for the Institute for Policy Studies Inequality.org team
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In D.C., Big Pharma vs. Everyday Americans
With corporate lobbyists plotting their next campaign from mere yards away, organizers from across the country gathered last week outside the Pharmaceutical Research and Manufacturers of America headquarters in Washington, D.C to protest Big Phama’s relentless pursuit of profits at the expense of everyday people. To demonstrate that greed, protesters brought a series of visuals, including a 12-foot cardboard PhRMA executive pulling strings on activists portraying three Congressional “puppets” — Reps. Kathleen Rice (D-NY), Kurt Schrader (D-OR), and Scott Peters (D-CA) — all of whom recently threatened to tank a provision in the $3.5 trillion budget resolution that would allow Medicare to negotiate with drug companies for lower prescription prices. Notes Alex Lawson of Social Security Works: “Pharma’s time of openly corrupting the political system is over. We will make sure of that.” Rebekah Entralgo has more.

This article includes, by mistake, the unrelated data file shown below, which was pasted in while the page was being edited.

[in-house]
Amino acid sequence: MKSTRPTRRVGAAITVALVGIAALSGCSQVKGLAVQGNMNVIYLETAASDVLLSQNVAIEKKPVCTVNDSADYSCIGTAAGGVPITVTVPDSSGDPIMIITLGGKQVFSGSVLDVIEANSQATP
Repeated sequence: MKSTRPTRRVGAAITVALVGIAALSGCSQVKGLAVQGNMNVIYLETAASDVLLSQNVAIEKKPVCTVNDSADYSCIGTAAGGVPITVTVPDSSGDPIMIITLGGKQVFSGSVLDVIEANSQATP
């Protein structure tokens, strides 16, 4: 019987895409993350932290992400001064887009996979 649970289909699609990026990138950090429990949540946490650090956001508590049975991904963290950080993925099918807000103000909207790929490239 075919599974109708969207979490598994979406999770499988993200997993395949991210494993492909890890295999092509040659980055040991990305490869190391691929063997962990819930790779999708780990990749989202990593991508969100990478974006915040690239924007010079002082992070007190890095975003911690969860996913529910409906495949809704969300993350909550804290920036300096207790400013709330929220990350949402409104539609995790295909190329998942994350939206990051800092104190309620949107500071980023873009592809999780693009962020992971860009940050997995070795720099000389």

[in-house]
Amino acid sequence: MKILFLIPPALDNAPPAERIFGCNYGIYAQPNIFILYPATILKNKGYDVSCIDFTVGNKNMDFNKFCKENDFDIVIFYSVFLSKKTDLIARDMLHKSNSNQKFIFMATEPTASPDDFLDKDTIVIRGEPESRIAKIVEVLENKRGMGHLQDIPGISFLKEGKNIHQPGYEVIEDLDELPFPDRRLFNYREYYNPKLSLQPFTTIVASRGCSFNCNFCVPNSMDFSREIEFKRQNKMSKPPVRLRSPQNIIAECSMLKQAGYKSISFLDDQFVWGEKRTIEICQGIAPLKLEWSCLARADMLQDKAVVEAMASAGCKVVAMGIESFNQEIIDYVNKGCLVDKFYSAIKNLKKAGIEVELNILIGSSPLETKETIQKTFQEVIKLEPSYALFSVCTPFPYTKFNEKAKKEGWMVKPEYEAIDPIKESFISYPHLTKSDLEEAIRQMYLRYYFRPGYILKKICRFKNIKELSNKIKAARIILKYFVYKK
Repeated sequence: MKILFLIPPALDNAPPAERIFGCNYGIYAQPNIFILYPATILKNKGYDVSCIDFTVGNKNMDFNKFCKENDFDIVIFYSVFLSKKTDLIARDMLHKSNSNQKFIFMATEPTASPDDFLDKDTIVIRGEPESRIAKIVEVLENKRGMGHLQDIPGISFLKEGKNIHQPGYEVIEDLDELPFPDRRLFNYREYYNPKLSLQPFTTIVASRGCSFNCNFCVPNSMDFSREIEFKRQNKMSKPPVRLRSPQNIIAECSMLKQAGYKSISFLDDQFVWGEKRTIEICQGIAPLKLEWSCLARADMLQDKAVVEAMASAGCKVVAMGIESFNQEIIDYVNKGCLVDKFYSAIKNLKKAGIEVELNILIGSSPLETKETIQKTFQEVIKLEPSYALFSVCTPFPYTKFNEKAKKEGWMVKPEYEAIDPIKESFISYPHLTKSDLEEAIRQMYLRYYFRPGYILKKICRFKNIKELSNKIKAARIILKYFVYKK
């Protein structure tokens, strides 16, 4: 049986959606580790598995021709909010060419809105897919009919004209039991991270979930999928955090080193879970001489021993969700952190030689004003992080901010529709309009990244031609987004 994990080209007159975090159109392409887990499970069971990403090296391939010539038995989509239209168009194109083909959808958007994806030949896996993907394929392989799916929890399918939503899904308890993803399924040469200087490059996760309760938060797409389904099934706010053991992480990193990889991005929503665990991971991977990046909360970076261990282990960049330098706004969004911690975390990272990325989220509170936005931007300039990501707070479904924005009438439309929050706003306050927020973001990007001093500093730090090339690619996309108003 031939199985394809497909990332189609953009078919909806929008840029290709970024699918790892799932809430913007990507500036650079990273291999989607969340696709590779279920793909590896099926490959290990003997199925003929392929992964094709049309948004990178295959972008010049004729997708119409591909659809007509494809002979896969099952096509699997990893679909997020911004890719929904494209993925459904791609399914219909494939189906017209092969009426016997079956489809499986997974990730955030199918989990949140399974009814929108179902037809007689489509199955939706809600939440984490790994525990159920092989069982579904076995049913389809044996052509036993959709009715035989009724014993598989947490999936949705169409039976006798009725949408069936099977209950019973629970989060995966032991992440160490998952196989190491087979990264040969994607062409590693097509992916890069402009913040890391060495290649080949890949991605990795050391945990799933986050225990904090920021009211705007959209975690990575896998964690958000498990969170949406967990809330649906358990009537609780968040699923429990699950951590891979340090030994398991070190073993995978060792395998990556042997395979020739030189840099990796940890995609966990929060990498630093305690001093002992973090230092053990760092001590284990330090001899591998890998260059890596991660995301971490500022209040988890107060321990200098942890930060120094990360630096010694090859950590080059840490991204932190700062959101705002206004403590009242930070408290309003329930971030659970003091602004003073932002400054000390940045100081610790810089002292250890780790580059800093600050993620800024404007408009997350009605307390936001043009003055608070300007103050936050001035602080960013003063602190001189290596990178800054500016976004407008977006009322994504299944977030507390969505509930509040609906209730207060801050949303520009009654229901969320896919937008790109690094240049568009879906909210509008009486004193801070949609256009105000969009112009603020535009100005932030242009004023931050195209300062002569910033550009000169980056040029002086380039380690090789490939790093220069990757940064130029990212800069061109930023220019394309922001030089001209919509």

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Inside Trading Comes Awfully Easy to This Insider